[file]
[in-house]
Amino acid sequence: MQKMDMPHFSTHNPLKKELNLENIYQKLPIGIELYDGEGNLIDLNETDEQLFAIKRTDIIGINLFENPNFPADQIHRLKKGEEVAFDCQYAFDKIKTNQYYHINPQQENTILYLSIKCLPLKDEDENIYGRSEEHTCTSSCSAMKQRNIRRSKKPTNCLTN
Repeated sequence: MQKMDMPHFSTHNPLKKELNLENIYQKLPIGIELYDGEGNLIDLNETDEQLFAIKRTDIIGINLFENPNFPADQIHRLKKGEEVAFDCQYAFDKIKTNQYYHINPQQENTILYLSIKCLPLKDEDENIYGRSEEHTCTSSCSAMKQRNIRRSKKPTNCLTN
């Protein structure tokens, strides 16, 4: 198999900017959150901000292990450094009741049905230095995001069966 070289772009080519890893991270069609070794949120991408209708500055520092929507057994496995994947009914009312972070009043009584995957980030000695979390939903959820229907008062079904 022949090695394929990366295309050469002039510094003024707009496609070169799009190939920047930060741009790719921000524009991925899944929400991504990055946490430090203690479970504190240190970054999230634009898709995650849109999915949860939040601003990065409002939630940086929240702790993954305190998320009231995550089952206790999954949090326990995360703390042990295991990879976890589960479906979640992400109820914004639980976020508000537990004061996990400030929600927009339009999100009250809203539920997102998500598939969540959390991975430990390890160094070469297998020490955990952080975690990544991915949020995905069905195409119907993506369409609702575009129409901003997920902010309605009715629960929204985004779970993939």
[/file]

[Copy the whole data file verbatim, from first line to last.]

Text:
[in-house]
Amino acid sequence: MQKMDMPHFSTHNPLKKELNLENIYQKLPIGIELYDGEGNLIDLNETDEQLFAIKRTDIIGINLFENPNFPADQIHRLKKGEEVAFDCQYAFDKIKTNQYYHINPQQENTILYLSIKCLPLKDEDENIYGRSEEHTCTSSCSAMKQRNIRRSKKPTNCLTN
Repeated sequence: MQKMDMPHFSTHNPLKKELNLENIYQKLPIGIELYDGEGNLIDLNETDEQLFAIKRTDIIGINLFENPNFPADQIHRLKKGEEVAFDCQYAFDKIKTNQYYHINPQQENTILYLSIKCLPLKDEDENIYGRSEEHTCTSSCSAMKQRNIRRSKKPTNCLTN
């Protein structure tokens, strides 16, 4: 198999900017959150901000292990450094009741049905230095995001069966 070289772009080519890893991270069609070794949120991408209708500055520092929507057994496995994947009914009312972070009043009584995957980030000695979390939903959820229907008062079904 022949090695394929990366295309050469002039510094003024707009496609070169799009190939920047930060741009790719921000524009991925899944929400991504990055946490430090203690479970504190240190970054999230634009898709995650849109999915949860939040601003990065409002939630940086929240702790993954305190998320009231995550089952206790999954949090326990995360703390042990295991990879976890589960479906979640992400109820914004639980976020508000537990004061996990400030929600927009339009999100009250809203539920997102998500598939969540959390991975430990390890160094070469297998020490955990952080975690990544991915949020995905069905195409119907993506369409609702575009129409901003997920902010309605009715629960929204985004779970993939």